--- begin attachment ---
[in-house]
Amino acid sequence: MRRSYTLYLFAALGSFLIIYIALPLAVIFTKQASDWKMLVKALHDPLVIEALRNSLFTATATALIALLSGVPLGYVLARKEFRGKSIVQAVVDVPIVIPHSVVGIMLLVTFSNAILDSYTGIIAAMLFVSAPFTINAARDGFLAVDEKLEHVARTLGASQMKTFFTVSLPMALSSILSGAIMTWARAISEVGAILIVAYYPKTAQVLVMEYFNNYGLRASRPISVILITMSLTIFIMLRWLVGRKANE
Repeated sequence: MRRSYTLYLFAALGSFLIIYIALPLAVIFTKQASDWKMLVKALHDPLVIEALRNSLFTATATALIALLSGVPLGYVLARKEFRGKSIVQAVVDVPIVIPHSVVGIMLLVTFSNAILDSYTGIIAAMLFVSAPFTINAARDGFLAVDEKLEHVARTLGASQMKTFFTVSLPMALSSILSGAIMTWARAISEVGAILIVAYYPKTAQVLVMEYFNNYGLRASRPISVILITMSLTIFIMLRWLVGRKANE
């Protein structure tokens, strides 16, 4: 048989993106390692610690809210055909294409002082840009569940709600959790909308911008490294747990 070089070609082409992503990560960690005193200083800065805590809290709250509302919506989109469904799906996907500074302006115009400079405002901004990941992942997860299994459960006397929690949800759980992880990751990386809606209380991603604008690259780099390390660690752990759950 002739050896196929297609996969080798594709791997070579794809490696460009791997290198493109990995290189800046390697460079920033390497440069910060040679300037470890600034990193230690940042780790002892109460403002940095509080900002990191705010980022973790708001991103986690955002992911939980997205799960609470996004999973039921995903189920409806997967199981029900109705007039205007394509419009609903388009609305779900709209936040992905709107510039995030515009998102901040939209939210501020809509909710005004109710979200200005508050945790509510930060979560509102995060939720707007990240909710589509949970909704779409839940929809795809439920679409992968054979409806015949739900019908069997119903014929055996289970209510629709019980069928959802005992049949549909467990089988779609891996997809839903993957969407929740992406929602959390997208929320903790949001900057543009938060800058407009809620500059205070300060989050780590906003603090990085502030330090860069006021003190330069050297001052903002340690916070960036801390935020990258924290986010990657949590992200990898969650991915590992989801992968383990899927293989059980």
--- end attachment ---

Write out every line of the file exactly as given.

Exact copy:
[in-house]
Amino acid sequence: MRRSYTLYLFAALGSFLIIYIALPLAVIFTKQASDWKMLVKALHDPLVIEALRNSLFTATATALIALLSGVPLGYVLARKEFRGKSIVQAVVDVPIVIPHSVVGIMLLVTFSNAILDSYTGIIAAMLFVSAPFTINAARDGFLAVDEKLEHVARTLGASQMKTFFTVSLPMALSSILSGAIMTWARAISEVGAILIVAYYPKTAQVLVMEYFNNYGLRASRPISVILITMSLTIFIMLRWLVGRKANE
Repeated sequence: MRRSYTLYLFAALGSFLIIYIALPLAVIFTKQASDWKMLVKALHDPLVIEALRNSLFTATATALIALLSGVPLGYVLARKEFRGKSIVQAVVDVPIVIPHSVVGIMLLVTFSNAILDSYTGIIAAMLFVSAPFTINAARDGFLAVDEKLEHVARTLGASQMKTFFTVSLPMALSSILSGAIMTWARAISEVGAILIVAYYPKTAQVLVMEYFNNYGLRASRPISVILITMSLTIFIMLRWLVGRKANE
């Protein structure tokens, strides 16, 4: 048989993106390692610690809210055909294409002082840009569940709600959790909308911008490294747990 070089070609082409992503990560960690005193200083800065805590809290709250509302919506989109469904799906996907500074302006115009400079405002901004990941992942997860299994459960006397929690949800759980992880990751990386809606209380991603604008690259780099390390660690752990759950 002739050896196929297609996969080798594709791997070579794809490696460009791997290198493109990995290189800046390697460079920033390497440069910060040679300037470890600034990193230690940042780790002892109460403002940095509080900002990191705010980022973790708001991103986690955002992911939980997205799960609470996004999973039921995903189920409806997967199981029900109705007039205007394509419009609903388009609305779900709209936040992905709107510039995030515009998102901040939209939210501020809509909710005004109710979200200005508050945790509510930060979560509102995060939720707007990240909710589509949970909704779409839940929809795809439920679409992968054979409806015949739900019908069997119903014929055996289970209510629709019980069928959802005992049949549909467990089988779609891996997809839903993957969407929740992406929602959390997208929320903790949001900057543009938060800058407009809620500059205070300060989050780590906003603090990085502030330090860069006021003190330069050297001052903002340690916070960036801390935020990258924290986010990657949590992200990898969650991915590992989801992968383990899927293989059980």